The Tubb Canyon Trail
is one of many unsigned hikes in Anza-Borrego Desert State Park
- little-known, often relatively short paths to minor destinations, for which the main attractions are often the desert flora and geological formations on route. This trail ends at Big Spring
, a year-round water source that enables a great variety of plants to flourish, including several palm trees, all extending over half a mile of a shallow valley through the Grapevine Hills
towards the west edge of the park, 2,000 feet above the desert lowlands to the east, which are in view from certain points along the trail. Away from the stream, the surroundings are a pleasant mix of open slopes and flats, covered by course, light-colored granitic sand and dotted with large boulders. Vegetation here includes a dozen or more varieties of cactus, plus yucca and agave.
The Tubb Canyon Trail begins opposite an unmarked parking area on the north side of Montezuma Valley Road (Hwy S22), just west of the steep climb from the desert below; the road exits Borrego Springs, passes the state park visitor center and winds up the side of the mountains, leveling out at about 3,000 feet. A notice warns against starting fires, suggesting that the area is also used for primitive camping, but the main place to stay hereabouts is 2 miles west at Culp Valley
Start of the Trail
The path starts on the south side of the road, crossing flat land carpeted by green grass in early spring, though this soon becomes dry and withered. Low hills rise on all sides, with higher land further away to the west. The path leads up to a small saddle and down into a dry, sandy wash (the main fork of Tubb Canyon), following this downstream a way until it starts to drop off much more steeply at the edge of the mountain plateau. The surrounding hills have a typical mix of large Sonoran Desert plants including buckhorn cholla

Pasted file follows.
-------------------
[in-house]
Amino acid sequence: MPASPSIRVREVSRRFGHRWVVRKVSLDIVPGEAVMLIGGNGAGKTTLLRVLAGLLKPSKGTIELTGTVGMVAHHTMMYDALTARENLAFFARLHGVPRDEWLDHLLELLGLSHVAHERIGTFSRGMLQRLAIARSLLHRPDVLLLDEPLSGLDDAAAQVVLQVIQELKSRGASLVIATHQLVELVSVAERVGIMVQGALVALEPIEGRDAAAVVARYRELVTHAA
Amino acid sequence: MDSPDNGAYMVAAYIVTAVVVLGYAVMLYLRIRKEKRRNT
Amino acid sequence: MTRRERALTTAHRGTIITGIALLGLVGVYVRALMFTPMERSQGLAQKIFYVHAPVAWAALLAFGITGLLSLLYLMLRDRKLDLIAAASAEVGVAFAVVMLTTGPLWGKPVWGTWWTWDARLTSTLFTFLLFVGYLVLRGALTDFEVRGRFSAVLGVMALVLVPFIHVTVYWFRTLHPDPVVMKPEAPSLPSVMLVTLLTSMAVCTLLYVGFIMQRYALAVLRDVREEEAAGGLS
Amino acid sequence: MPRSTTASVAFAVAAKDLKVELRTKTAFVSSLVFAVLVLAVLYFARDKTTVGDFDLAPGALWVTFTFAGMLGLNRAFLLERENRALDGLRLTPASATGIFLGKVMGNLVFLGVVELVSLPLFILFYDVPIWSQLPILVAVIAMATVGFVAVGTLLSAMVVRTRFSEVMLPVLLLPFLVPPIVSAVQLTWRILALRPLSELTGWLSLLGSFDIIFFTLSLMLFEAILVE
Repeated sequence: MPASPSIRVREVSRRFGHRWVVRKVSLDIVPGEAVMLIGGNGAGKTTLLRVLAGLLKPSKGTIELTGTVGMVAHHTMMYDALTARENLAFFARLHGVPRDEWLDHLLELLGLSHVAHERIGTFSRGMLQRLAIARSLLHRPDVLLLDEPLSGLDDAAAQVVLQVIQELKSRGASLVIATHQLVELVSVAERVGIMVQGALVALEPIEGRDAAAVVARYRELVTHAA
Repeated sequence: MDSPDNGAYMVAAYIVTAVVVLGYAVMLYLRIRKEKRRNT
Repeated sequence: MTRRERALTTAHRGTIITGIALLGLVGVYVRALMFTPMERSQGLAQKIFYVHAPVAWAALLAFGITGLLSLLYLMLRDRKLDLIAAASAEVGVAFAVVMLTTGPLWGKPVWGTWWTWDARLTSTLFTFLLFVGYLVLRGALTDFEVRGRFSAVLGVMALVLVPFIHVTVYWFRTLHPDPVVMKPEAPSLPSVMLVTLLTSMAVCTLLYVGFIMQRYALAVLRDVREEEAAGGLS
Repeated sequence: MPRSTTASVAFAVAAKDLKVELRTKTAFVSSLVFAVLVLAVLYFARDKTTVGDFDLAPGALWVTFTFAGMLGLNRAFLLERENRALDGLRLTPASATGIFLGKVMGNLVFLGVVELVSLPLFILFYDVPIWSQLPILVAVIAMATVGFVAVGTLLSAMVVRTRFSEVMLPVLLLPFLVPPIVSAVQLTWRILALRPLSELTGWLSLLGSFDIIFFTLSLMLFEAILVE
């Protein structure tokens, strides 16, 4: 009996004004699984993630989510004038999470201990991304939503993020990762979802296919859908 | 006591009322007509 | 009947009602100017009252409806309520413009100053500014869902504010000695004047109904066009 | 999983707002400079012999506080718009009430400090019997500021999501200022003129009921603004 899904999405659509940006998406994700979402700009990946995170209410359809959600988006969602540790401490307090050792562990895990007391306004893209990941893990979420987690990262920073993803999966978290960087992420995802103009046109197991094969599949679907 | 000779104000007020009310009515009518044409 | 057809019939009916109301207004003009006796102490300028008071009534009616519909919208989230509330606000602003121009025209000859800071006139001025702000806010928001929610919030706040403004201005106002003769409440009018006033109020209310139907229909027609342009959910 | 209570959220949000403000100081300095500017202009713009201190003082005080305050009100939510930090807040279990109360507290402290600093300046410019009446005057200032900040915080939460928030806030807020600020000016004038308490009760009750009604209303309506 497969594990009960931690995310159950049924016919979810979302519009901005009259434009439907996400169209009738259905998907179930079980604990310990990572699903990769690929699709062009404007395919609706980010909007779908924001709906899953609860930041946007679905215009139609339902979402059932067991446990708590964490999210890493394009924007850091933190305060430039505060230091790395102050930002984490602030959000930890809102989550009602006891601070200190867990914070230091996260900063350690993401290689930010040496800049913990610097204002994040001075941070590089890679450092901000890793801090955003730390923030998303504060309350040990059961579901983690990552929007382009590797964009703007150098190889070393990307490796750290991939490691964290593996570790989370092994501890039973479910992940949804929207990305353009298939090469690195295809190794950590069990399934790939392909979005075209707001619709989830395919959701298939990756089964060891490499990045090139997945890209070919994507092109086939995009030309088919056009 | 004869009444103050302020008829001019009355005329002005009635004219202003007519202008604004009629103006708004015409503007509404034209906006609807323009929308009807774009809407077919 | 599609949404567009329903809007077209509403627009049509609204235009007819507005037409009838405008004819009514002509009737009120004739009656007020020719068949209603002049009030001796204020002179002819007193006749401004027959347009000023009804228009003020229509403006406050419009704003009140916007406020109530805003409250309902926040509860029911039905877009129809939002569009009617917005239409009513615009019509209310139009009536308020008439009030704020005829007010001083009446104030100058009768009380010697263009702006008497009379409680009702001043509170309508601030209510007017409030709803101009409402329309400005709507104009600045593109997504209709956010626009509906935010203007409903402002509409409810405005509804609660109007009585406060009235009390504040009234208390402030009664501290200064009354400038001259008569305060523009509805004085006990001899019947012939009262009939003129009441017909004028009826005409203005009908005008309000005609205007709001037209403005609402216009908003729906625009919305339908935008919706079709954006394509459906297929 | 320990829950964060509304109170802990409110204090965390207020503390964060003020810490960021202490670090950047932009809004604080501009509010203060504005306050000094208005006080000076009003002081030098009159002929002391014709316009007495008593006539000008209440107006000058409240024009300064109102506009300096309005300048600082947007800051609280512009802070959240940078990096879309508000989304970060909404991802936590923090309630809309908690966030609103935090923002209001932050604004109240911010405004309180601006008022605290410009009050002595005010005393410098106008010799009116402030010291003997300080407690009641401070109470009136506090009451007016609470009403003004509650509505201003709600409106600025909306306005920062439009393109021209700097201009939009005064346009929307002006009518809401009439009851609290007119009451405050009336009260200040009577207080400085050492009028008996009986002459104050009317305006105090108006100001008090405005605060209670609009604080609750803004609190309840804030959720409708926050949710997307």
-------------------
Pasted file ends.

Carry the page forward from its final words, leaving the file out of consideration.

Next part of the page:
, Mojave yucca
and California barrel cactus
A cairn and an arrow mark the continuation of the trail, ascending gently to a ridge, where the spring is first sighted, 100 feet below in the adjacent valley. The route down is very short but somewhat steeper, across limestone slopes home to echinocereus and mammillaria cacti. The spring is 400 feet upstream, from where a tiny creek flows half a mile or so down the canyon, which becomes gradually steeper though can be followed as far as desired. The surroundings are moderately overgrown, but less so in recent years following a wildfire which has killed many of the larger trees. There are no major falls or pools along the creek; the water flow is low, but enough to sustain several dozen species of wildflowers, and a few palm trees. The rich green vegetation contrasts nicely with the bright, white rocks on the enclosing slopes, and the stark dead branches on the burnt trees.